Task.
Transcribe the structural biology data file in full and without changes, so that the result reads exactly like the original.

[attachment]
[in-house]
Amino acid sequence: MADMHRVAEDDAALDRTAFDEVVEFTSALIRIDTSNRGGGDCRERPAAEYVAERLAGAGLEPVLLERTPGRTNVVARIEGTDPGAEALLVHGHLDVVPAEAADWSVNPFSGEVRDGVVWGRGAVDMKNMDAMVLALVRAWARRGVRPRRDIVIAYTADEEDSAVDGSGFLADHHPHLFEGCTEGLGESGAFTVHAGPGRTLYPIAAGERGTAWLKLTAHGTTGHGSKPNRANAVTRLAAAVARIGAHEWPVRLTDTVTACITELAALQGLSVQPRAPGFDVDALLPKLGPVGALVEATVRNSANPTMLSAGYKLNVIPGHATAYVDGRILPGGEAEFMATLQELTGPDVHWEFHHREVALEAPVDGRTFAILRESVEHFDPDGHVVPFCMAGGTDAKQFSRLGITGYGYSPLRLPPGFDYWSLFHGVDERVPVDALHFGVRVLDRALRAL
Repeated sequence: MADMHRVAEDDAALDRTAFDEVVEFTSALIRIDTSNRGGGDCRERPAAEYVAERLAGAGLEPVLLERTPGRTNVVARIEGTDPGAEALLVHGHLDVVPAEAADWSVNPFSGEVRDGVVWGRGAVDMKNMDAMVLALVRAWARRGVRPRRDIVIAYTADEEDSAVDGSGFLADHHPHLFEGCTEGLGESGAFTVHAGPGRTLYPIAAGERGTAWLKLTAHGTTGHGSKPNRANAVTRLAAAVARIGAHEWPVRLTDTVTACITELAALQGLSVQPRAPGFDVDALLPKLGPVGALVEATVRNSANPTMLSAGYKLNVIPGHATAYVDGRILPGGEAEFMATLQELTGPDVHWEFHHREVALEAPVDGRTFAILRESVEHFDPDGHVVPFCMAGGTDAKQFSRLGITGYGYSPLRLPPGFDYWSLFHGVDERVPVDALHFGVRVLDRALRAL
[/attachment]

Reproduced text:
[in-house]
Amino acid sequence: MADMHRVAEDDAALDRTAFDEVVEFTSALIRIDTSNRGGGDCRERPAAEYVAERLAGAGLEPVLLERTPGRTNVVARIEGTDPGAEALLVHGHLDVVPAEAADWSVNPFSGEVRDGVVWGRGAVDMKNMDAMVLALVRAWARRGVRPRRDIVIAYTADEEDSAVDGSGFLADHHPHLFEGCTEGLGESGAFTVHAGPGRTLYPIAAGERGTAWLKLTAHGTTGHGSKPNRANAVTRLAAAVARIGAHEWPVRLTDTVTACITELAALQGLSVQPRAPGFDVDALLPKLGPVGALVEATVRNSANPTMLSAGYKLNVIPGHATAYVDGRILPGGEAEFMATLQELTGPDVHWEFHHREVALEAPVDGRTFAILRESVEHFDPDGHVVPFCMAGGTDAKQFSRLGITGYGYSPLRLPPGFDYWSLFHGVDERVPVDALHFGVRVLDRALRAL
Repeated sequence: MADMHRVAEDDAALDRTAFDEVVEFTSALIRIDTSNRGGGDCRERPAAEYVAERLAGAGLEPVLLERTPGRTNVVARIEGTDPGAEALLVHGHLDVVPAEAADWSVNPFSGEVRDGVVWGRGAVDMKNMDAMVLALVRAWARRGVRPRRDIVIAYTADEEDSAVDGSGFLADHHPHLFEGCTEGLGESGAFTVHAGPGRTLYPIAAGERGTAWLKLTAHGTTGHGSKPNRANAVTRLAAAVARIGAHEWPVRLTDTVTACITELAALQGLSVQPRAPGFDVDALLPKLGPVGALVEATVRNSANPTMLSAGYKLNVIPGHATAYVDGRILPGGEAEFMATLQELTGPDVHWEFHHREVALEAPVDGRTFAILRESVEHFDPDGHVVPFCMAGGTDAKQFSRLGITGYGYSPLRLPPGFDYWSLFHGVDERVPVDALHFGVRVLDRALRAL